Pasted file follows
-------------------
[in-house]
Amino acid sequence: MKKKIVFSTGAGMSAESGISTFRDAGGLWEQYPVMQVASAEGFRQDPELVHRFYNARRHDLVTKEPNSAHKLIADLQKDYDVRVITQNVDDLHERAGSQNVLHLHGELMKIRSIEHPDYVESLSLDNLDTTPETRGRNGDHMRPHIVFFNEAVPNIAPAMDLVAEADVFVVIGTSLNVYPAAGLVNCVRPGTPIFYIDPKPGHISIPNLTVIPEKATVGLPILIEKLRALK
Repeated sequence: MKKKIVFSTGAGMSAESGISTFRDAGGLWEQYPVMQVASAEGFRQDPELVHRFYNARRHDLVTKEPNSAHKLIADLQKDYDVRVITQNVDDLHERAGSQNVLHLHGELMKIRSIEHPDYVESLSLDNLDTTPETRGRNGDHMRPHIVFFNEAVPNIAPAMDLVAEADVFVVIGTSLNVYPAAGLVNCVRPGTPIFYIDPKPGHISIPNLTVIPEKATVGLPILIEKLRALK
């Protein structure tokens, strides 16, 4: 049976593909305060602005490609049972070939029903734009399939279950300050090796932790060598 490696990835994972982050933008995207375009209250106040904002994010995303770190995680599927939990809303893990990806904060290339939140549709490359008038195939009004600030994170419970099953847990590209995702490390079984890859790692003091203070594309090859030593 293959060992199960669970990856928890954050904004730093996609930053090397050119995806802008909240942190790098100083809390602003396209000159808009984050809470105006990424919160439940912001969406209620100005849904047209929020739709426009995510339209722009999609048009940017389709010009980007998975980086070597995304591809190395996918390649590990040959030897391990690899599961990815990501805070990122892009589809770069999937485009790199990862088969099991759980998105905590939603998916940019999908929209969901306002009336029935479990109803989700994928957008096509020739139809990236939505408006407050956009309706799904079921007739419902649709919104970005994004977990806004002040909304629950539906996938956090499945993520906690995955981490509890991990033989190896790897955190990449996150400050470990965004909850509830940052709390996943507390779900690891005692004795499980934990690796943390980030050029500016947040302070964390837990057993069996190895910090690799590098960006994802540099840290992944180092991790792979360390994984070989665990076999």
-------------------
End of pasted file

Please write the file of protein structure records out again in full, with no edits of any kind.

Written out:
[in-house]
Amino acid sequence: MKKKIVFSTGAGMSAESGISTFRDAGGLWEQYPVMQVASAEGFRQDPELVHRFYNARRHDLVTKEPNSAHKLIADLQKDYDVRVITQNVDDLHERAGSQNVLHLHGELMKIRSIEHPDYVESLSLDNLDTTPETRGRNGDHMRPHIVFFNEAVPNIAPAMDLVAEADVFVVIGTSLNVYPAAGLVNCVRPGTPIFYIDPKPGHISIPNLTVIPEKATVGLPILIEKLRALK
Repeated sequence: MKKKIVFSTGAGMSAESGISTFRDAGGLWEQYPVMQVASAEGFRQDPELVHRFYNARRHDLVTKEPNSAHKLIADLQKDYDVRVITQNVDDLHERAGSQNVLHLHGELMKIRSIEHPDYVESLSLDNLDTTPETRGRNGDHMRPHIVFFNEAVPNIAPAMDLVAEADVFVVIGTSLNVYPAAGLVNCVRPGTPIFYIDPKPGHISIPNLTVIPEKATVGLPILIEKLRALK
């Protein structure tokens, strides 16, 4: 049976593909305060602005490609049972070939029903734009399939279950300050090796932790060598 490696990835994972982050933008995207375009209250106040904002994010995303770190995680599927939990809303893990990806904060290339939140549709490359008038195939009004600030994170419970099953847990590209995702490390079984890859790692003091203070594309090859030593 293959060992199960669970990856928890954050904004730093996609930053090397050119995806802008909240942190790098100083809390602003396209000159808009984050809470105006990424919160439940912001969406209620100005849904047209929020739709426009995510339209722009999609048009940017389709010009980007998975980086070597995304591809190395996918390649590990040959030897391990690899599961990815990501805070990122892009589809770069999937485009790199990862088969099991759980998105905590939603998916940019999908929209969901306002009336029935479990109803989700994928957008096509020739139809990236939505408006407050956009309706799904079921007739419902649709919104970005994004977990806004002040909304629950539906996938956090499945993520906690995955981490509890991990033989190896790897955190990449996150400050470990965004909850509830940052709390996943507390779900690891005692004795499980934990690796943390980030050029500016947040302070964390837990057993069996190895910090690799590098960006994802540099840290992944180092991790792979360390994984070989665990076999």